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Friday, January 26, 2018

The U.S. Supreme Court as Decider: A Conflict of Interest in Federalism Cases?

As to whether the supreme courts of particular American states, or republics, should be able to declare the general (U.S.) government’s health-insurance mandate unconstitutional in the sense of being an encroachment of the government of the union beyond its enumerated powers, it is typically presumed that the U.S. Supreme Court is the rightful and proper umpire--the court of last resort on disputes on federalism applied to particular legislation. Forgotten is the argument made by Thomas Jefferson against that court’s suitability owing to its institutional conflict of interest in contests between the U.S. Government, of which the U.S. Supreme Court is a branch, and a government of one of the several states.  Typically, we do not consider how the conflict of interest can be solved. We do not “think outside the box.” Rather, we feel resigned to have branch of one of the parties of the dispute act as the final decider short of a constitutional amendment.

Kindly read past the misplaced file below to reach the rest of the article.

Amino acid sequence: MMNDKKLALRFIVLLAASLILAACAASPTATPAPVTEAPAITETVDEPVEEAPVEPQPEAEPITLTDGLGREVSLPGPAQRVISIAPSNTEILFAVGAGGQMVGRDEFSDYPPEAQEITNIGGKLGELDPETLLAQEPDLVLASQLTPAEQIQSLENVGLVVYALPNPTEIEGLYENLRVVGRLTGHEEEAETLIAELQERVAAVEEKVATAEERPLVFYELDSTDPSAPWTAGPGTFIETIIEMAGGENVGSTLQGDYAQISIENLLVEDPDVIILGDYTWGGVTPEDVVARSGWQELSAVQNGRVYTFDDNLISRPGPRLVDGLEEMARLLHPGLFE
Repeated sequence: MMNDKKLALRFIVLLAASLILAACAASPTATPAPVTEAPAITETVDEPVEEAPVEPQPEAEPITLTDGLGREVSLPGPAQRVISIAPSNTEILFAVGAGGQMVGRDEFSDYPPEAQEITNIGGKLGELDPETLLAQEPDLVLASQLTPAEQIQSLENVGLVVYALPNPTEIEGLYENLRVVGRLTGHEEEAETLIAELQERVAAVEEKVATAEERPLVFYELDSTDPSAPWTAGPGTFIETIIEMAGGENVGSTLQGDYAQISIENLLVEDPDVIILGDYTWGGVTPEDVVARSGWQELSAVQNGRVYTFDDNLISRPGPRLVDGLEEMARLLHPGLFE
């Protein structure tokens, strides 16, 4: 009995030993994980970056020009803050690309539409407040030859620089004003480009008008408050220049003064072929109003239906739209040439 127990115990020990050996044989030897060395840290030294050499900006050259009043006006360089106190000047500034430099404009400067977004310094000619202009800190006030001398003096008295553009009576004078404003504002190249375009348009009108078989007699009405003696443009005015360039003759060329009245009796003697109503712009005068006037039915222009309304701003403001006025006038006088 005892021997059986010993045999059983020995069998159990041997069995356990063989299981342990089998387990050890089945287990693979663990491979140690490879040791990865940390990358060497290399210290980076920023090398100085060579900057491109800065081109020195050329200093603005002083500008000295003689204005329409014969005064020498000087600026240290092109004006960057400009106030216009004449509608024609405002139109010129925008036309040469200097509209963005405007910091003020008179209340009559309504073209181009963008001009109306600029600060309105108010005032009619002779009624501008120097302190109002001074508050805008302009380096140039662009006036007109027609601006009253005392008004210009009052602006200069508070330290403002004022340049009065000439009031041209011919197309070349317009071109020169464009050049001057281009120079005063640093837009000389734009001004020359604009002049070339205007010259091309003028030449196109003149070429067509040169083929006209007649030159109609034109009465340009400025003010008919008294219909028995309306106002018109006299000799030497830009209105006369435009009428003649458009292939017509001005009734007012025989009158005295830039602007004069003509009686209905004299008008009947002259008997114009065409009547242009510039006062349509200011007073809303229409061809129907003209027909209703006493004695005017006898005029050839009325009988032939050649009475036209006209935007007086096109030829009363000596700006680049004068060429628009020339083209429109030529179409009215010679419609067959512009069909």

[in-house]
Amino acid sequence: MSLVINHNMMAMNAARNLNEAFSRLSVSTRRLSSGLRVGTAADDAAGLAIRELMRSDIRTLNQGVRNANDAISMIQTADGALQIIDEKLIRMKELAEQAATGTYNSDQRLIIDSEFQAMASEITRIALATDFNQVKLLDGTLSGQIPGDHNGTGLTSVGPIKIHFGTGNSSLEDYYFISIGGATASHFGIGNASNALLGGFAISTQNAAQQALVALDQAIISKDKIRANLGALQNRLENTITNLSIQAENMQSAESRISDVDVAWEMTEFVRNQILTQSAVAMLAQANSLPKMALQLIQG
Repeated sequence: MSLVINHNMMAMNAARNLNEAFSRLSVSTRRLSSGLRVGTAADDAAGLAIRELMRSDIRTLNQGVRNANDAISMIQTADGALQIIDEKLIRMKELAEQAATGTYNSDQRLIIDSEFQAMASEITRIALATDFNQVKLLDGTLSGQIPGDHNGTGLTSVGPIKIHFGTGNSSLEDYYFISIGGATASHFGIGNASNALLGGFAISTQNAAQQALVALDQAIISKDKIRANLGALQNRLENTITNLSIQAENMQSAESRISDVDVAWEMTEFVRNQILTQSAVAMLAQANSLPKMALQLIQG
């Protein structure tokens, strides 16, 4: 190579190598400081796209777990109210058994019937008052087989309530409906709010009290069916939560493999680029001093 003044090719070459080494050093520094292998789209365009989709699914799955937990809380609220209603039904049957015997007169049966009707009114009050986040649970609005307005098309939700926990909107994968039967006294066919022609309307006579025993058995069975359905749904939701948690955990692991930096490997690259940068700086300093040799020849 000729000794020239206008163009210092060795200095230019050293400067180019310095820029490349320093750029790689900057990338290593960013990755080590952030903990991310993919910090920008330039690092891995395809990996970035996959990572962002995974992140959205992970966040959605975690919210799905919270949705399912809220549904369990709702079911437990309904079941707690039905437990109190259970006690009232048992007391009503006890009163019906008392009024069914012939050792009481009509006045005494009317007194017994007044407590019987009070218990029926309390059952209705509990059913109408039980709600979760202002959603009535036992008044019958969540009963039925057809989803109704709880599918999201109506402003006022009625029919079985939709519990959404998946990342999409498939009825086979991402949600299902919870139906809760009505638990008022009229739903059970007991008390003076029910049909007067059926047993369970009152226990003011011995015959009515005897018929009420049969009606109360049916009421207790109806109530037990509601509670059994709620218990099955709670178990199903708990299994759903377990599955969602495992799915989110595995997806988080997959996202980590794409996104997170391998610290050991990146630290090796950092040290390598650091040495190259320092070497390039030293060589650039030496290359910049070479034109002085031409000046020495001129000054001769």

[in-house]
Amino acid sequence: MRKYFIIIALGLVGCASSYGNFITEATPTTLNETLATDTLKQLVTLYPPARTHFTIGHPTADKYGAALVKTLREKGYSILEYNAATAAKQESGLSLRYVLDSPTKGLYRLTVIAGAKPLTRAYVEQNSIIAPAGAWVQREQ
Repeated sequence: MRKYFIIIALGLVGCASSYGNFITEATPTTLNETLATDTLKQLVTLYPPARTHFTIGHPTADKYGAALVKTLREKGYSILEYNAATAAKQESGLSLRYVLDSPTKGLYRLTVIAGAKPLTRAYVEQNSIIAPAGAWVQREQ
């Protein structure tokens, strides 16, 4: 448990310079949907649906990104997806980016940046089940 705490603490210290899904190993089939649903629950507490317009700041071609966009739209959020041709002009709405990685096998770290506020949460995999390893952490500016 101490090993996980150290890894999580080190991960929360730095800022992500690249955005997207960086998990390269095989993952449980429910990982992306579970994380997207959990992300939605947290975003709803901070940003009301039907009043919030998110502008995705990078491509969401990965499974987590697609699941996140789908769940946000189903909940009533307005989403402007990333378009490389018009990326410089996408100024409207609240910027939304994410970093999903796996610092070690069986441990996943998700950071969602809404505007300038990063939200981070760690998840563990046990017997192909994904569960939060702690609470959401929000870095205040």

The full essay is at "The U.S. Supreme Court as Decider."